The lysyl oxidases LOX and LOXL2 are necessary and sufficient to repress E-cadherin in hypoxia: insights into cellular transformation processes mediated by HIF-1.

Schietke R, Warnecke C, Wacker I, Schödel J, Mole DR, Campean V, Amann K, Goppelt-Struebe M, Behrens J, Eckardt KU, Wiesener MS

Hypoxia has been shown to promote tumor metastasis and lead to therapy resistance. Recent work has demonstrated that hypoxia represses E-cadherin expression, a hallmark of epithelial to mesenchymal transition, which is believed to amplify tumor aggressiveness. The molecular mechanism of E-cadherin repression is unknown, yet lysyl oxidases have been implicated to be involved. Gene expression of lysyl oxidase (LOX) and the related LOX-like 2 (LOXL2) is strongly induced by hypoxia. In addition to the previously demonstrated LOX, we characterize LOXL2 as a direct transcriptional target of HIF-1. We demonstrate that activation of lysyl oxidases is required and sufficient for hypoxic repression of E-cadherin, which mediates cellular transformation and takes effect in cellular invasion assays. Our data support a molecular pathway from hypoxia to cellular transformation. It includes up-regulation of HIF and subsequent transcriptional induction of LOX and LOXL2, which repress E-cadherin and induce epithelial to mesenchymal transition. Lysyl oxidases could be an attractive molecular target for cancers of epithelial origin, in particular because they are partly extracellular.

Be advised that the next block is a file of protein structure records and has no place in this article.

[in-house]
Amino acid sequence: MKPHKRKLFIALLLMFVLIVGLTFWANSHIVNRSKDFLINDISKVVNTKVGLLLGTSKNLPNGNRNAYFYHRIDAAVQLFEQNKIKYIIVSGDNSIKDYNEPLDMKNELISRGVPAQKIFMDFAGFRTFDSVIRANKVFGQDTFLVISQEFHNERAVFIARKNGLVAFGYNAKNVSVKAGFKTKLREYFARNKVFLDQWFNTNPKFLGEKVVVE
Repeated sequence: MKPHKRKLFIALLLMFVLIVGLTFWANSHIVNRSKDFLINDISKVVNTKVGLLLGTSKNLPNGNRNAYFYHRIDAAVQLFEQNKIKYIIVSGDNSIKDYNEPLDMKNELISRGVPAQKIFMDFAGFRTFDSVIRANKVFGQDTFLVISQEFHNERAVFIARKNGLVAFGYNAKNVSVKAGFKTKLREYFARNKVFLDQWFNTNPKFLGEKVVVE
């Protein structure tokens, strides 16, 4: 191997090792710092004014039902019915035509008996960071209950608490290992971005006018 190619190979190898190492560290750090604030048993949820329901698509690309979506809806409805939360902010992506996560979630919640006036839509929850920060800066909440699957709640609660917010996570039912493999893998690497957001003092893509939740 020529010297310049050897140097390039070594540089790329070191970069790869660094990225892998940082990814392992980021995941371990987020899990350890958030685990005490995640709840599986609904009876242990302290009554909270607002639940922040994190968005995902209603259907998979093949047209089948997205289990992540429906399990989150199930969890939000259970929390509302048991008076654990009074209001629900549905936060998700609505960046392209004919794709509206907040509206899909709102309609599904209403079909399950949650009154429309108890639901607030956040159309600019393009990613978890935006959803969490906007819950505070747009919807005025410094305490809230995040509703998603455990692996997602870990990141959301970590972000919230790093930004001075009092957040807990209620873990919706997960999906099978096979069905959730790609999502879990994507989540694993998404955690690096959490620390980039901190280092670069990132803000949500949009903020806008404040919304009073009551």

Chromatin Shearing

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February, 2010



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